Royal Philips Electronics has supported a research project that shows heart failure patients who used an interactive telehealth system with motivational support tools at home spent less time in hospital and felt their quality of life had significantly improved over 12 months evaluation period.
The final results of the CARME (CAtalan Remote Management Evaluation) study, which was conducted at the Spanish Hospital Germans Trias i Pujol, were presented at the European Society of Cardiology’s Heart Failure Congress 2010 in Berlin. This is the first time that a telehealth system combining remote patient monitoring with motivational educational support tools has been researched, and the results demonstrate significant additional value and effectiveness for managing the health of chronically ill heart failure patients. Previous studies have analyzed the advantages of telehealth in terms of patient care, decrease in hospital admissions and cost savings, such as TEN-HMS (2005)*. The CARME study now demonstrates the additional benefit for patients of including remote educational and motivational tools to improve their quality of life.
The study monitored 92 patients with severe heart failure at home, managed by the Hospital Germans Trias i Pujol Heart Failure Clinic. The interactive telehealth system Philips Motiva was used to connect patients to their healthcare providers via their home television and a broadband internet connection. Patients can take vital measurements in their homes and communicate the information to their physician via the system, and they can also receive educational and motivational information from their physician to help manage their health.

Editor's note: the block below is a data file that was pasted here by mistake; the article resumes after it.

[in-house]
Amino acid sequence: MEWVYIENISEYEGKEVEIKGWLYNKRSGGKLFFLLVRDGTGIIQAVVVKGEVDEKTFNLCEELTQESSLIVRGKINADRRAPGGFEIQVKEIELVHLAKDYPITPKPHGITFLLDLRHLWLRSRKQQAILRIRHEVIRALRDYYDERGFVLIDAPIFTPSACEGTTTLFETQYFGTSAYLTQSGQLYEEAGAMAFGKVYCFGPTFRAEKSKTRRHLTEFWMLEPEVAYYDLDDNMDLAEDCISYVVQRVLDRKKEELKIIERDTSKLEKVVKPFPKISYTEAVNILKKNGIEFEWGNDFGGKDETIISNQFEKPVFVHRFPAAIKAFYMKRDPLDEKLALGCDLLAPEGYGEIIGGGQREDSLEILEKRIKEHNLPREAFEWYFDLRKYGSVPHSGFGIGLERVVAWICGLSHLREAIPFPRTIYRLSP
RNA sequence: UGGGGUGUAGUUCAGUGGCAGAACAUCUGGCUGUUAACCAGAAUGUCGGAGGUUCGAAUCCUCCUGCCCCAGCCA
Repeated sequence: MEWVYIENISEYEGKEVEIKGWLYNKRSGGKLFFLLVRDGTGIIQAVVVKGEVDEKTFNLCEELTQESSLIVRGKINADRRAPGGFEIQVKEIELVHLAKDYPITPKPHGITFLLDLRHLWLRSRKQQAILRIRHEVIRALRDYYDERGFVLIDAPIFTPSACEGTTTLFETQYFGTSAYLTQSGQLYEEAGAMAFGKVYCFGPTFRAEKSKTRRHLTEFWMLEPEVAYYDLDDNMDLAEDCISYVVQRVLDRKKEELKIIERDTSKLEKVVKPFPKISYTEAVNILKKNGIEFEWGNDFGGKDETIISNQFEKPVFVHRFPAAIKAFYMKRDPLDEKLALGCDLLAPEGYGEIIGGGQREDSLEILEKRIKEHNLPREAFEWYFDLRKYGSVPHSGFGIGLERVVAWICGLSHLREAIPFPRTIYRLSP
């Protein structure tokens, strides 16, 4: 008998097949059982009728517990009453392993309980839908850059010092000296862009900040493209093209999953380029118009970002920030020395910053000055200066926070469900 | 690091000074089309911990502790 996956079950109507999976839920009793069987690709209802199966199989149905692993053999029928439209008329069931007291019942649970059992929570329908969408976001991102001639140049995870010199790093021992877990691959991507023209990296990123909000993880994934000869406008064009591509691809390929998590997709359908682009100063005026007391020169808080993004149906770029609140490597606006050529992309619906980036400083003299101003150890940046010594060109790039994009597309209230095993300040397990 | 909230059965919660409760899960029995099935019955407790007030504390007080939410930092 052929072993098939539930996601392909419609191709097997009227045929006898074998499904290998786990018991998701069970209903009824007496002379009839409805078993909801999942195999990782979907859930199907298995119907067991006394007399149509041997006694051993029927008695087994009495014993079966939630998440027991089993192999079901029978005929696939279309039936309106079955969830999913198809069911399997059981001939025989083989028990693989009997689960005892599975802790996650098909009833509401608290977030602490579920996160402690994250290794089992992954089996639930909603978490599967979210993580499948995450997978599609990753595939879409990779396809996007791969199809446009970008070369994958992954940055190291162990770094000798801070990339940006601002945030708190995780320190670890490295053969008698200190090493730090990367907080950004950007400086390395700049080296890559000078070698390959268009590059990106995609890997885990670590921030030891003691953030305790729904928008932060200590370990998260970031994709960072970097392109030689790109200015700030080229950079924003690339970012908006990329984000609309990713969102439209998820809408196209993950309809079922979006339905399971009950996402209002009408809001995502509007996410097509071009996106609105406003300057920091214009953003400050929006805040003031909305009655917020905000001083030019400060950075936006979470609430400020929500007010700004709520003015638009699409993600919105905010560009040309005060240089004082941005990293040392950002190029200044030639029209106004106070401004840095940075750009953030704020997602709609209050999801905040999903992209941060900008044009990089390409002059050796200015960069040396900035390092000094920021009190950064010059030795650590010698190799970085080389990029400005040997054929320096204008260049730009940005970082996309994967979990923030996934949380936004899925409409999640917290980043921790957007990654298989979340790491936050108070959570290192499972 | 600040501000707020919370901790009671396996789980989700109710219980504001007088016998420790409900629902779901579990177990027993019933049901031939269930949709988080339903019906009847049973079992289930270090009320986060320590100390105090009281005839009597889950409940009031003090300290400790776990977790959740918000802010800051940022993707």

The final data from the CARME study show a significant clinical benefit in using Philips Motiva to monitor heart failure patients in the home, by comparing clinical outcomes 12 months prior to enrollment with the results obtained during the observation period. Results of the study showed a decrease of 68 percent in heart failure related hospitalizations and a reduction of days spent in hospital by 73 percent. CARME also reveals that patients showed a continuous and significant improvement in their perception of quality of life over the 12 month observation period, an improvement that ranged from 62 percent to 72 percent (depending on the methodology used to measure it (questionnaires “Minnessota Living with Heart Failure” and EuroQoL respectively). A post-analysis of the results (not presented at the Congress) shows that, at the beginning of the study, more than half of the patients (56 percent) said that their quality of life was “medium” or “low”; this number decreased to 22 percent at the end. Also, the number of patients that considered their quality of life to be “medium-high” rose from 44 percent at the beginning of the study to 78 percent after one year, and more than one-quarter of respondents (28 percent) considered quality of life to be “almost excellent.”
In addition, satisfaction with the telemonitoring system was high, specially in those patients who had vital measurements added to their educational and motivational tools. Up to 81 percent of these patients wanted to keep the solution in addition to their regular care.
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